What Should I Look for When Choosing Home Health Care?
Guest Post by Nicholas Rubright
As your parent or loved one gets older, you may notice signs that they need home care assistance. Maybe they are having memory problems, or they are no longer able to keep up with day to day tasks like housekeeping, bathing, and preparing meals. These are all good indicators that your loved one could use some extra help. Choosing a home care assistant can be challenging. You want someone who gives the best assistance possible for your loved one, but it can be difficult to know if you are making the correct choice for them.
Here are 10 things to look for before you make a decision.
1. Reviews and References
Some companies may sound good on paper, but it is important to check for references. Gather a list of companies in your area and visit each website. Read the reviews and patient testimonials.
Ask your family and friends, neighbors, coworkers, an elder law attorney, or anyone you trust if they have experience with a loved one receiving care from the agencies you’re considering—and what their experiences have been like.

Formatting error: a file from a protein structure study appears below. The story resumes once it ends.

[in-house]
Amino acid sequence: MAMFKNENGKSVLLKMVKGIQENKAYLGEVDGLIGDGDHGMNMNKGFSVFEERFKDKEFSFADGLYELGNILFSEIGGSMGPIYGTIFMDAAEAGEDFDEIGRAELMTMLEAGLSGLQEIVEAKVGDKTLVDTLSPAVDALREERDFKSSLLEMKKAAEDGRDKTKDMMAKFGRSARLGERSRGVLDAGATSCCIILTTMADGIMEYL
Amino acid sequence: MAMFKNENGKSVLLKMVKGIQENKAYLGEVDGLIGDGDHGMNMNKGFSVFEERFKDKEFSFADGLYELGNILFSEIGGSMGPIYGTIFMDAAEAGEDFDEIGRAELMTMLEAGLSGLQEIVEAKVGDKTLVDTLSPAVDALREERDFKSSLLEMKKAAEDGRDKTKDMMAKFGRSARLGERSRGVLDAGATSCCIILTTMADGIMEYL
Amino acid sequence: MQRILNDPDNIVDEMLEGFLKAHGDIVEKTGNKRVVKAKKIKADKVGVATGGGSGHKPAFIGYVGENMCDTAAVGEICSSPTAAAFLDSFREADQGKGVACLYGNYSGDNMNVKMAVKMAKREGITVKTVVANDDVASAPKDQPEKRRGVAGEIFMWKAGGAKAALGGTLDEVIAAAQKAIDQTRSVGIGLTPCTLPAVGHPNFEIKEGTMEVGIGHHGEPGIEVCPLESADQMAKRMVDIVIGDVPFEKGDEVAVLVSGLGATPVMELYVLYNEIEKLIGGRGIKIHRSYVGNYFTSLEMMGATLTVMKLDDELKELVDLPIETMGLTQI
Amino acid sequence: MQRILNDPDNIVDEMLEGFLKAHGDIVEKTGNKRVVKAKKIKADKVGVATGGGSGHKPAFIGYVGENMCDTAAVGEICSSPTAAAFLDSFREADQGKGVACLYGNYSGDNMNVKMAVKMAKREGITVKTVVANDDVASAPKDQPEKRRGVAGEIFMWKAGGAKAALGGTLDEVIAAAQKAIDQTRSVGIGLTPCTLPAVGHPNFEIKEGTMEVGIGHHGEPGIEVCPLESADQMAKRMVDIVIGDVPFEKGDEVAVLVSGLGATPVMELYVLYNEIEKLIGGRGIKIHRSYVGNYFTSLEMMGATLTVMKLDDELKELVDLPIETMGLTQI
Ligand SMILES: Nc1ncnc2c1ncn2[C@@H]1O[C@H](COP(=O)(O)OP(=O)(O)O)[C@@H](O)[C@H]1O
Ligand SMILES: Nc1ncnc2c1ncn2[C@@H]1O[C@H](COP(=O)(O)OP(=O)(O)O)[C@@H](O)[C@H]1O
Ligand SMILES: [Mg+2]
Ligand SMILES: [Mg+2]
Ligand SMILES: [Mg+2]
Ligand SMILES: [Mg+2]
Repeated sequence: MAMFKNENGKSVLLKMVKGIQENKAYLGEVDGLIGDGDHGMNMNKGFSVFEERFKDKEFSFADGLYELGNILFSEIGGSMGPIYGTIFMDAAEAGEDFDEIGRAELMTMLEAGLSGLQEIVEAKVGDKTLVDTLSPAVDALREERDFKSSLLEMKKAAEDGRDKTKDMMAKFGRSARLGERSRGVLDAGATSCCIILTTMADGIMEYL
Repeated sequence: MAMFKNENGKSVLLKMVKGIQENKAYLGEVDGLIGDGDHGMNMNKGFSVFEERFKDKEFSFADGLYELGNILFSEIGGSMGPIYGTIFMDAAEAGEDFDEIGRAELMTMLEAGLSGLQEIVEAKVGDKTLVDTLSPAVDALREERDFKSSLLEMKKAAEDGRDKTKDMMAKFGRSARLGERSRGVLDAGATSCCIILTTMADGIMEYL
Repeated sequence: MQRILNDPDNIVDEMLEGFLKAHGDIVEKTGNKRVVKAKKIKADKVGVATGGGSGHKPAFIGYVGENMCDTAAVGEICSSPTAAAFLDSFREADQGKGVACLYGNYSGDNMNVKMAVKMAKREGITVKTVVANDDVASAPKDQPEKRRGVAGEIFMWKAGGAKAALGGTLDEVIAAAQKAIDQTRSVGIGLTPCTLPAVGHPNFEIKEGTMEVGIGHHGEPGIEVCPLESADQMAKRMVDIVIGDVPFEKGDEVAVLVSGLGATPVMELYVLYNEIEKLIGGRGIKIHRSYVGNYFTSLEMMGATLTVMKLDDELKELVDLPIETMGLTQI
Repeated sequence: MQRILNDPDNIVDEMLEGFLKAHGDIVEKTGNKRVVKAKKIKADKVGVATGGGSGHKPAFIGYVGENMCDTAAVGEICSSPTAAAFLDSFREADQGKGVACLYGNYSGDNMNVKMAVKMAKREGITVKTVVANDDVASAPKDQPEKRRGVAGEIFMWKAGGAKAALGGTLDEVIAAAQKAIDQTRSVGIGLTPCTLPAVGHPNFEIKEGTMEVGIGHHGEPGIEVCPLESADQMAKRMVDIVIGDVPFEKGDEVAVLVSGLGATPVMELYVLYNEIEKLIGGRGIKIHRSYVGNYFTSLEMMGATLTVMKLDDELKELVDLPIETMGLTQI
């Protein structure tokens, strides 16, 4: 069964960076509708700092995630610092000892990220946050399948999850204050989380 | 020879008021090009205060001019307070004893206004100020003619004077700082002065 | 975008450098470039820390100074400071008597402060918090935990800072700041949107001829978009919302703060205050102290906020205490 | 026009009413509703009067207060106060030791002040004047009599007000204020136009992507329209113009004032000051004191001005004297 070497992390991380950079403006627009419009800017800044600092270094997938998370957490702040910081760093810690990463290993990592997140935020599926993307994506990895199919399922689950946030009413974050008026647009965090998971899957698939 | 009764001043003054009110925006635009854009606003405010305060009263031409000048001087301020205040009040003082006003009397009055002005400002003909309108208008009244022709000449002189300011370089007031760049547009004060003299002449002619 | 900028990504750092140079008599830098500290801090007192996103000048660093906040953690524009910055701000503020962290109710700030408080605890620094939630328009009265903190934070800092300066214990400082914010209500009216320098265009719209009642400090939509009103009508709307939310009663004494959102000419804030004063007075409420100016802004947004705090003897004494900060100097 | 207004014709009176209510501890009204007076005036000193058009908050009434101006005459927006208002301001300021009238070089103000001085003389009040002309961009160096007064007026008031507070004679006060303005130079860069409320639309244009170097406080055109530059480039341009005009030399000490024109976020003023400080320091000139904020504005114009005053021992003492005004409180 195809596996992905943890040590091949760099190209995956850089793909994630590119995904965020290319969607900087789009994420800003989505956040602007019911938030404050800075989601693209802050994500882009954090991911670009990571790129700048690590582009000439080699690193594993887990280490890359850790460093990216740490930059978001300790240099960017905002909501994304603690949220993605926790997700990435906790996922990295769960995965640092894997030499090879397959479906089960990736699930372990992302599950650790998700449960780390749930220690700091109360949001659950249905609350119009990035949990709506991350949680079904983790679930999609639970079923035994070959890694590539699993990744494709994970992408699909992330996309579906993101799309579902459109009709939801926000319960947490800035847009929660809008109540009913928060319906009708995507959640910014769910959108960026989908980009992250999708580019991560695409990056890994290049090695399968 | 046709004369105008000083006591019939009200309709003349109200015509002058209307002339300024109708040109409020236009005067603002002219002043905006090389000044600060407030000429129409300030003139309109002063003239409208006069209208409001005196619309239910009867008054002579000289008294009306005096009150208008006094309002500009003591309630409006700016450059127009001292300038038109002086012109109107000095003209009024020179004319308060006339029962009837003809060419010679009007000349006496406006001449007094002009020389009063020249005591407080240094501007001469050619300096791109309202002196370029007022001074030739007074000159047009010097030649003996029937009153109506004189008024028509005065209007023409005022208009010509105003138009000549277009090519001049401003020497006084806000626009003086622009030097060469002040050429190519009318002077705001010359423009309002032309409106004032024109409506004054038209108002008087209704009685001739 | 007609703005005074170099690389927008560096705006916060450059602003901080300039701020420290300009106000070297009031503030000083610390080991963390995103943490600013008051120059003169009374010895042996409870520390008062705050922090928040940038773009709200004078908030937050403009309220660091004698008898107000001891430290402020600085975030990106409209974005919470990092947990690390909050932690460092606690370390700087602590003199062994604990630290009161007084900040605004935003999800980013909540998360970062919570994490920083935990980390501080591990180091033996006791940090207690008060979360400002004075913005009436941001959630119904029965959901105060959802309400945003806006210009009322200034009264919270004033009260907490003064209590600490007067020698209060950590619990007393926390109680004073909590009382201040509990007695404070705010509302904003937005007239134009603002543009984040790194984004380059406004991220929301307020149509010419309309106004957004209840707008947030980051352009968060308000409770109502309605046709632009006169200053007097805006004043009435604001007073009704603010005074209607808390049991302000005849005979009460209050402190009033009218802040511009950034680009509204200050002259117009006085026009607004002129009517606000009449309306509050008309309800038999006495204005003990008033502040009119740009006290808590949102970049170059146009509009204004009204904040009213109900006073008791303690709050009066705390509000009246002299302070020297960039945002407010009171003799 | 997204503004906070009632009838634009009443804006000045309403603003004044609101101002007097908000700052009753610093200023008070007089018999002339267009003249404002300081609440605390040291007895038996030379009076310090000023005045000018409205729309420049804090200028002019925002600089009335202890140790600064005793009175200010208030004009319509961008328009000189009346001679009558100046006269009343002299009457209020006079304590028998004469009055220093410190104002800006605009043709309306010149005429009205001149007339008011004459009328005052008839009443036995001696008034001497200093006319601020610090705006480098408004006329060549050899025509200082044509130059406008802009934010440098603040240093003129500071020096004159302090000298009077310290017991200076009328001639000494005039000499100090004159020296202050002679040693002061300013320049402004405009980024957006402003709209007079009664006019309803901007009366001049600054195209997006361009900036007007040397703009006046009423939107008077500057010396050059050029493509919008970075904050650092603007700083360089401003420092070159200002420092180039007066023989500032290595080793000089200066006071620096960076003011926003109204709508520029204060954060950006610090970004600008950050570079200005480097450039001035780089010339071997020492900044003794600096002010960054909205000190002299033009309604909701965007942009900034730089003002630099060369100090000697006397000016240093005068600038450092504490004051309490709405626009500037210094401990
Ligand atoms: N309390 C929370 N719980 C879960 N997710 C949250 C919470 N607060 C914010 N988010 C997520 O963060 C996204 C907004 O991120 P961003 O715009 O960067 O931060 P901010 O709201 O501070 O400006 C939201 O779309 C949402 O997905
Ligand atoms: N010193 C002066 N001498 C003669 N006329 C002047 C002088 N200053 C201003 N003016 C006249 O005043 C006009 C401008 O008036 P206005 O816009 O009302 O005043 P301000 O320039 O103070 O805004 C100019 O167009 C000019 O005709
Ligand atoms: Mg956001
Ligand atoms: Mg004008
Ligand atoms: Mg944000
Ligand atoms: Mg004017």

If you are worried about the legitimacy of the reviews, you can check if they are accurate with the Better Business Bureau or with a third-party website. You can even use a plagiarism checker to see if the same review has been posted on multiple sites.
Photo by Andrea Piacquadio from Pexels
2. Care Certification and Licenses
Before you hire a company, it’s important to make sure that each staff member and the company are licensed. Read about your state’s specific requirements and double check that the agencies are legitimate and regularly monitored.
Typically, only certified licensed personnel are allowed to administer medications. This includes everything from prescription painkillers to CBD oil, like nurses can administer.
3. Screening Procedures
Who exactly is taking care of your loved one? How do they vet potential caregivers? You want to check if the agencies perform thorough background checks on their caretakers, including local and national criminal records, before you make a decision on an agency.